The Weekend Series: take a trip to some of Southeast Queensland’s historical pubs
We’re typically the first in line when it comes to checking out the newest and hottest bars, but our pants would catch fire if we tried to suggest we didn’t also enjoy old-school pub atmosphere. The country pub is an Australian institution – pillars of the community that provide ample cheer to go with its cold beer. Southeast Queensland has a stack of history-laden pubs that are well worth experiencing, and we’ve whittled down the list to a tight five to check out the next time you’re itching to hit the road and explore.
The first pit-stop on our tour of historic pubs takes us past Noosa to Boreen Point on the shores of Lake Cootharaba. The Apollonian Hotel is a landmark location that has been drawing in punters since the days of the Gympie Gold Rush. Retaining the charm of its original colonial-era past, the building boasts cool verandas and sprawling lawns. Those that make the drive north can refuel at the Apollonian Hotel’s bistro, which serves up a stellar array of pub grub, from chicken parmigiana, beef lasagne, beer-battered flathead, Thai-spiced salmon and the signature Apo Steak Burger. If you visit on a Sunday, you can treat yourself to the hotel’s popular Sunday spit roast.
Image: Apollonian Hotel
Bull and Barley Inn
On the outskirts of Toowoomba sits Cambooya, a peaceful country town that is home to historic and popular taphouse Bull & Barley Inn. Originally built in 1902, the inn has been lovingly restored to showcase the gorgeous grandeur of the building for future generations. Travellers stop in to spend an evening in the comfortable rooms or to dine at the on-site restaurant, which plates up sizeable country-style fare such as pan-roast chicken, crispy skin pork belly, schnitzels and hearty grilled steaks. Anyone exploring the Darling Downs should make a visit to this stunning landmark a priority.
Another must-visit location in the Sunshine Coast hinterland is the Imperial Hotel in Eumundi, an iconic pub that has been pouring perfect frothies since 1911. The stunning heritage-listed Queenslander facade houses a modern interior, featuring a bustling beer garden, several entertainment spaces and the storied Eumundi Brewery, which is responsible for crafting a range of beloved beers. Brewery and tasting tours are up for grabs, and the Imperial Hotel also draws in the crowds for regular live music nights.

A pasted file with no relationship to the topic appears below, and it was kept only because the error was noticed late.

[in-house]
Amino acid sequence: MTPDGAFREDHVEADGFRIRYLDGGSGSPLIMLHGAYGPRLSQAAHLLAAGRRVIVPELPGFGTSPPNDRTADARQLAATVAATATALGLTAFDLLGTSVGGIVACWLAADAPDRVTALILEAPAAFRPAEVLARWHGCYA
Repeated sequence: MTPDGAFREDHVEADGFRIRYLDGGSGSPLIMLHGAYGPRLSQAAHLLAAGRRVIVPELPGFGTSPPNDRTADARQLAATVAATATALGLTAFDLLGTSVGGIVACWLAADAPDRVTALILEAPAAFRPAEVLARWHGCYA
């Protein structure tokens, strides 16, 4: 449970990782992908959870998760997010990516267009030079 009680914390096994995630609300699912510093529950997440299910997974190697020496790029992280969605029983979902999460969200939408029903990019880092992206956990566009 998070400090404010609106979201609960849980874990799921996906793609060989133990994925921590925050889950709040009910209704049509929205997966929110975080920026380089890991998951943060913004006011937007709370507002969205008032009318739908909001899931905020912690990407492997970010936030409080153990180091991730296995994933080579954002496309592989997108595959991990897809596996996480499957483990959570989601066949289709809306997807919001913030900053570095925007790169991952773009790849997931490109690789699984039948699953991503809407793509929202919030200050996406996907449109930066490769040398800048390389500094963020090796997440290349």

Image: Noosa Country Drive
Fox & Hounds Country Inn
Few countries do the humble country pub better than the Brits, and Fox & Hounds Country Inn is a beautiful and authentic spot that offers the best parts of traditional English hospitality. The Wongawallan icon is the only pub in Australia to have been transported from England, with a crisp white exterior shining like a beacon in the lush surrounds and an interior flush with antiques. Fox & Hounds two bars – George’s Bar and Paddy’s Bar – are stocked with British ales and Guinness on tap, as well as fare such as Toad in the Hole, Lancashire vegetable hotpot, traditional pork pies, classic Cornish pasties, lambs fry, and bangers and mash.
Image: Scenic Rim
The final stop on our list is the furthest away, but it’s one that boasts the most history. The Nindigully Pub was first licensed in 1864, making it Queensland’s oldest hotel and pub. The building started its life as a shearer’s accommodation before being converted into the long-standing hospitality destination. Although Nindigully itself only boasts a population of nine folks, it brings in a steady stream of locals from nearby townships and travellers from across the state. The kitchen is renowned for serving the biggest burger you’ve ever seen, and the kilogram t-bone steaks also make for a formidable feast. Rooms are available, but caravans and campers can park for the night alongside the hotel and the banks of the Moonie River, with showers and toilets freely available. Be sure to plan your visit around the popular Nindigully Pig Races and annual country music festival.